Russian Revolution at 100: What Constitutes “Revolutionary Art”?
At the Russian Museum in St. Petersburg, patrons are greeted with the site of Soviet-era art.
What constitutes “revolutionary art” one hundred years after the Russian Revolution? At Pushkinskaya-10, a local art museum in St. Petersburg, patrons may take in a degree of somewhat subversive art.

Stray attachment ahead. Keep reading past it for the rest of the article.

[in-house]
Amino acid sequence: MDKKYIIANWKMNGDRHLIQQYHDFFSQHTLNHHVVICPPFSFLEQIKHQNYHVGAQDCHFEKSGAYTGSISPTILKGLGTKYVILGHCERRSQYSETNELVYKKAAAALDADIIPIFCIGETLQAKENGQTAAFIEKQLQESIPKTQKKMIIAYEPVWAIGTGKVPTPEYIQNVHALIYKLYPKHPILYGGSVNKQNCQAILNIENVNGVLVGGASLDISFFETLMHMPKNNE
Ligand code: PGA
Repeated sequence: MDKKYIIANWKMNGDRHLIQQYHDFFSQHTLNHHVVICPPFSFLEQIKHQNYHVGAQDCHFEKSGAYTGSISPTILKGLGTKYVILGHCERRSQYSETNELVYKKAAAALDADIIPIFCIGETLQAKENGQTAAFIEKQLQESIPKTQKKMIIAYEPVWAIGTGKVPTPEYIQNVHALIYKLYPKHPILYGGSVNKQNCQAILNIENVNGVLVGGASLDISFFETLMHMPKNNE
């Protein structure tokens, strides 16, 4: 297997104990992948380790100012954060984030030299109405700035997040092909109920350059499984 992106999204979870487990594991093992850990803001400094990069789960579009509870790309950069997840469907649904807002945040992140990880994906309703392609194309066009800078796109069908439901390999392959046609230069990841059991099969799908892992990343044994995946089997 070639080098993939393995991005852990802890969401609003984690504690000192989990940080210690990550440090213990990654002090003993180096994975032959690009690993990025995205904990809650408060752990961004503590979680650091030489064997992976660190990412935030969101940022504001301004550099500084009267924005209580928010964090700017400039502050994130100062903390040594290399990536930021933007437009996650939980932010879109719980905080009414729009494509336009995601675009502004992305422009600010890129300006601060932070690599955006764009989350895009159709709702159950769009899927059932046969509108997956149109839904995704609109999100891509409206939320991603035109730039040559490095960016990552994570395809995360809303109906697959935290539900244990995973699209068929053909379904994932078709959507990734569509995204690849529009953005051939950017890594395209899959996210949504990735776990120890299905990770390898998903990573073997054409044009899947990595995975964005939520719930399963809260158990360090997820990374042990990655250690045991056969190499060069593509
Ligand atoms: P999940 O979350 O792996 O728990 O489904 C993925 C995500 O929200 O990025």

On the outskirts of St. Petersburg, the Street Art Museum has revolutionary aspirations. In the entrance way of the museum hangs a manifesto reading “Revolutionary art has always played an integral role in mass political uprising…The need for radical change and a desire for breaking all ties with the past became the impetus for people to take political action into the public.” The Street Art Museum aims to “reflect on the phenomenon of revolution through art and to create a dialogue between modern artists from different countries.”
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